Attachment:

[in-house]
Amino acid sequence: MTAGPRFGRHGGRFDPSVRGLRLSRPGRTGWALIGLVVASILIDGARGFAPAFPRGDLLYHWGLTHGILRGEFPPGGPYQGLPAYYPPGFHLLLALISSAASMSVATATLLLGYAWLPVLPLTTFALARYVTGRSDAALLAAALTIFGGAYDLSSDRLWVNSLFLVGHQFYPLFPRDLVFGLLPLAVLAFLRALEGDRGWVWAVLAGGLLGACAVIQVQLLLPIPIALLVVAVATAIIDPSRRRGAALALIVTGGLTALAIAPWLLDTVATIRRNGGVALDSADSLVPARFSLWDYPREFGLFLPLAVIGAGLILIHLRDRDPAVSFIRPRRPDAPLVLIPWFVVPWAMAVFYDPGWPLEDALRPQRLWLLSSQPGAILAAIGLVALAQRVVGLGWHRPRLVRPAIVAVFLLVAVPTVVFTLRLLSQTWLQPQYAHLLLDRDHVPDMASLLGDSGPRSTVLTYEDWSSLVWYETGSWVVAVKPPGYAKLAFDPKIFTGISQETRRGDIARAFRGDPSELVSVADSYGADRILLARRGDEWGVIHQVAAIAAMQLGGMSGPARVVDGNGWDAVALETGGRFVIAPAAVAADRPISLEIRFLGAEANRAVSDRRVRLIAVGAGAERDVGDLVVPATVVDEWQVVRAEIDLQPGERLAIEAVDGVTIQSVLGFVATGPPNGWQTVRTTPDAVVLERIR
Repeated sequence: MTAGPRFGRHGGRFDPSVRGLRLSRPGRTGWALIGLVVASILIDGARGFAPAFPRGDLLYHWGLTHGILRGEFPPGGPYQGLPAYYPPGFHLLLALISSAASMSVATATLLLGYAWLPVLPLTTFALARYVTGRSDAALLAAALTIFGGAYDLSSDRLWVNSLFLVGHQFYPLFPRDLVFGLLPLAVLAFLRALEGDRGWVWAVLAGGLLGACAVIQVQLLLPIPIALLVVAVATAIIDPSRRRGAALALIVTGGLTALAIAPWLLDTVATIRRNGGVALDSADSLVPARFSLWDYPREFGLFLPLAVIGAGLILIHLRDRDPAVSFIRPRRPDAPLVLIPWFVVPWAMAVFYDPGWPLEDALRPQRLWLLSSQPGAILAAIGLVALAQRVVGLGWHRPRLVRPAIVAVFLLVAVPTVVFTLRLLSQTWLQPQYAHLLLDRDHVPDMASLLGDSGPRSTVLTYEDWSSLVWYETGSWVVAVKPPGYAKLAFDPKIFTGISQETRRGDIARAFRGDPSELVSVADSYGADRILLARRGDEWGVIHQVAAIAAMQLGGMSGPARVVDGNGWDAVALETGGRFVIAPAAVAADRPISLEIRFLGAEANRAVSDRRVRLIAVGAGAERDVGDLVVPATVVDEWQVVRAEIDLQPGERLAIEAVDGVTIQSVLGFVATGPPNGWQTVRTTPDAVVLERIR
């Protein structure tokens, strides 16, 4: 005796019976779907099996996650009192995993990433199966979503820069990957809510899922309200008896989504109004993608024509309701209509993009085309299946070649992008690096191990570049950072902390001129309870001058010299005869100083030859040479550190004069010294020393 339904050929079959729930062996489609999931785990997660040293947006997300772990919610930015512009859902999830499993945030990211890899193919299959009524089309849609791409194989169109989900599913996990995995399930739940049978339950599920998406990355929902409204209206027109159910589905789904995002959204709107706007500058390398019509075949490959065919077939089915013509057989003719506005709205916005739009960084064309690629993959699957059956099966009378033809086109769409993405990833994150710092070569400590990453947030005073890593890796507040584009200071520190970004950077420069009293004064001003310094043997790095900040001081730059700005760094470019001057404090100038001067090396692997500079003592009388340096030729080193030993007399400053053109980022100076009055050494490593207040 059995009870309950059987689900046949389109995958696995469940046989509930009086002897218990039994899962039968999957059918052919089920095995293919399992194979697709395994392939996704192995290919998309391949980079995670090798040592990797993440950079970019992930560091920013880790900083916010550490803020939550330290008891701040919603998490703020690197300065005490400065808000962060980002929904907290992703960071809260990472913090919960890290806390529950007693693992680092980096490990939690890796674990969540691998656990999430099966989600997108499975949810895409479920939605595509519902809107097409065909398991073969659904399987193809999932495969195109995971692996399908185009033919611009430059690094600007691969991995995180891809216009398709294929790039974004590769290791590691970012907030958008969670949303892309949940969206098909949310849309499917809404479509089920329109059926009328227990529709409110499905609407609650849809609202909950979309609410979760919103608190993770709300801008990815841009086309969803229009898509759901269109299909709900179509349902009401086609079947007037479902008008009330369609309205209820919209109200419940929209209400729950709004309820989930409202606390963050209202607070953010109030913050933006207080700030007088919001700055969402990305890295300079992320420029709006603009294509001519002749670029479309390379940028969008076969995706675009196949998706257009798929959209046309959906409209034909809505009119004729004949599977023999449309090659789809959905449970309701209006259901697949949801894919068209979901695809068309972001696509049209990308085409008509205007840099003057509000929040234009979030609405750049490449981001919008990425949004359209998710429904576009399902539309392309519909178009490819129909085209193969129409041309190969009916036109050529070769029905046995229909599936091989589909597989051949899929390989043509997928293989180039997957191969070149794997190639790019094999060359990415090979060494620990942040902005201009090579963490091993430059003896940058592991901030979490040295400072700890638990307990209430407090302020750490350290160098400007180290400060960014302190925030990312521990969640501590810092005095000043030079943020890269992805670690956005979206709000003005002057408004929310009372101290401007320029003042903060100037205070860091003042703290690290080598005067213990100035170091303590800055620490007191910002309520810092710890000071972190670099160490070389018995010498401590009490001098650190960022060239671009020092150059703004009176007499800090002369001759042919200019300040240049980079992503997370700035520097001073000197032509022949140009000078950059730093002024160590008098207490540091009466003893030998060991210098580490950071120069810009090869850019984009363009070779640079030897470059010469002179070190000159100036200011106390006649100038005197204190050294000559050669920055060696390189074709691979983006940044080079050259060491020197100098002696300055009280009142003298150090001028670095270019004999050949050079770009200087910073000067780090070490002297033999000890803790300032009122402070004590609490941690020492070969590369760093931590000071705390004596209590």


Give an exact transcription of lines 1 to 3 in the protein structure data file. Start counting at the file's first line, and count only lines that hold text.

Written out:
[in-house]
Amino acid sequence: MTAGPRFGRHGGRFDPSVRGLRLSRPGRTGWALIGLVVASILIDGARGFAPAFPRGDLLYHWGLTHGILRGEFPPGGPYQGLPAYYPPGFHLLLALISSAASMSVATATLLLGYAWLPVLPLTTFALARYVTGRSDAALLAAALTIFGGAYDLSSDRLWVNSLFLVGHQFYPLFPRDLVFGLLPLAVLAFLRALEGDRGWVWAVLAGGLLGACAVIQVQLLLPIPIALLVVAVATAIIDPSRRRGAALALIVTGGLTALAIAPWLLDTVATIRRNGGVALDSADSLVPARFSLWDYPREFGLFLPLAVIGAGLILIHLRDRDPAVSFIRPRRPDAPLVLIPWFVVPWAMAVFYDPGWPLEDALRPQRLWLLSSQPGAILAAIGLVALAQRVVGLGWHRPRLVRPAIVAVFLLVAVPTVVFTLRLLSQTWLQPQYAHLLLDRDHVPDMASLLGDSGPRSTVLTYEDWSSLVWYETGSWVVAVKPPGYAKLAFDPKIFTGISQETRRGDIARAFRGDPSELVSVADSYGADRILLARRGDEWGVIHQVAAIAAMQLGGMSGPARVVDGNGWDAVALETGGRFVIAPAAVAADRPISLEIRFLGAEANRAVSDRRVRLIAVGAGAERDVGDLVVPATVVDEWQVVRAEIDLQPGERLAIEAVDGVTIQSVLGFVATGPPNGWQTVRTTPDAVVLERIR
Repeated sequence: MTAGPRFGRHGGRFDPSVRGLRLSRPGRTGWALIGLVVASILIDGARGFAPAFPRGDLLYHWGLTHGILRGEFPPGGPYQGLPAYYPPGFHLLLALISSAASMSVATATLLLGYAWLPVLPLTTFALARYVTGRSDAALLAAALTIFGGAYDLSSDRLWVNSLFLVGHQFYPLFPRDLVFGLLPLAVLAFLRALEGDRGWVWAVLAGGLLGACAVIQVQLLLPIPIALLVVAVATAIIDPSRRRGAALALIVTGGLTALAIAPWLLDTVATIRRNGGVALDSADSLVPARFSLWDYPREFGLFLPLAVIGAGLILIHLRDRDPAVSFIRPRRPDAPLVLIPWFVVPWAMAVFYDPGWPLEDALRPQRLWLLSSQPGAILAAIGLVALAQRVVGLGWHRPRLVRPAIVAVFLLVAVPTVVFTLRLLSQTWLQPQYAHLLLDRDHVPDMASLLGDSGPRSTVLTYEDWSSLVWYETGSWVVAVKPPGYAKLAFDPKIFTGISQETRRGDIARAFRGDPSELVSVADSYGADRILLARRGDEWGVIHQVAAIAAMQLGGMSGPARVVDGNGWDAVALETGGRFVIAPAAVAADRPISLEIRFLGAEANRAVSDRRVRLIAVGAGAERDVGDLVVPATVVDEWQVVRAEIDLQPGERLAIEAVDGVTIQSVLGFVATGPPNGWQTVRTTPDAVVLERIR